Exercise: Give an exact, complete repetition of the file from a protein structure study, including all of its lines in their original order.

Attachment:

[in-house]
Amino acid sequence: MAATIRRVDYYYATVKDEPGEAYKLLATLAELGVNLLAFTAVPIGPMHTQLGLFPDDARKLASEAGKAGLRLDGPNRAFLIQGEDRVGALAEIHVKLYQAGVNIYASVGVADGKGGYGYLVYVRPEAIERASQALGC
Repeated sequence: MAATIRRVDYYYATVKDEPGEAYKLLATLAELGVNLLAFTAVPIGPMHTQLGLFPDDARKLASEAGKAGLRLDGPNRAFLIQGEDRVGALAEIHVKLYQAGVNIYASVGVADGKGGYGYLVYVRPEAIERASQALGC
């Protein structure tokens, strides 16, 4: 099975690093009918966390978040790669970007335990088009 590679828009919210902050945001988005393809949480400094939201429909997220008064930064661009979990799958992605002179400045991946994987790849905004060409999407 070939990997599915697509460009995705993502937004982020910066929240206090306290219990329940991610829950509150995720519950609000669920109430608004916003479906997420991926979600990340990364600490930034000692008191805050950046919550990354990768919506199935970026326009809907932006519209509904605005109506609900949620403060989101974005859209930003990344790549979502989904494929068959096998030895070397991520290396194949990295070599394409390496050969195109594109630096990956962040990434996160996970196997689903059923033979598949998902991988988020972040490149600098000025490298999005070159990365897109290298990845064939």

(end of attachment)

[in-house]
Amino acid sequence: MAATIRRVDYYYATVKDEPGEAYKLLATLAELGVNLLAFTAVPIGPMHTQLGLFPDDARKLASEAGKAGLRLDGPNRAFLIQGEDRVGALAEIHVKLYQAGVNIYASVGVADGKGGYGYLVYVRPEAIERASQALGC
Repeated sequence: MAATIRRVDYYYATVKDEPGEAYKLLATLAELGVNLLAFTAVPIGPMHTQLGLFPDDARKLASEAGKAGLRLDGPNRAFLIQGEDRVGALAEIHVKLYQAGVNIYASVGVADGKGGYGYLVYVRPEAIERASQALGC
């Protein structure tokens, strides 16, 4: 099975690093009918966390978040790669970007335990088009 590679828009919210902050945001988005393809949480400094939201429909997220008064930064661009979990799958992605002179400045991946994987790849905004060409999407 070939990997599915697509460009995705993502937004982020910066929240206090306290219990329940991610829950509150995720519950609000669920109430608004916003479906997420991926979600990340990364600490930034000692008191805050950046919550990354990768919506199935970026326009809907932006519209509904605005109506609900949620403060989101974005859209930003990344790549979502989904494929068959096998030895070397991520290396194949990295070599394409390496050969195109594109630096990956962040990434996160996970196997689903059923033979598949998902991988988020972040490149600098000025490298999005070159990365897109290298990845064939």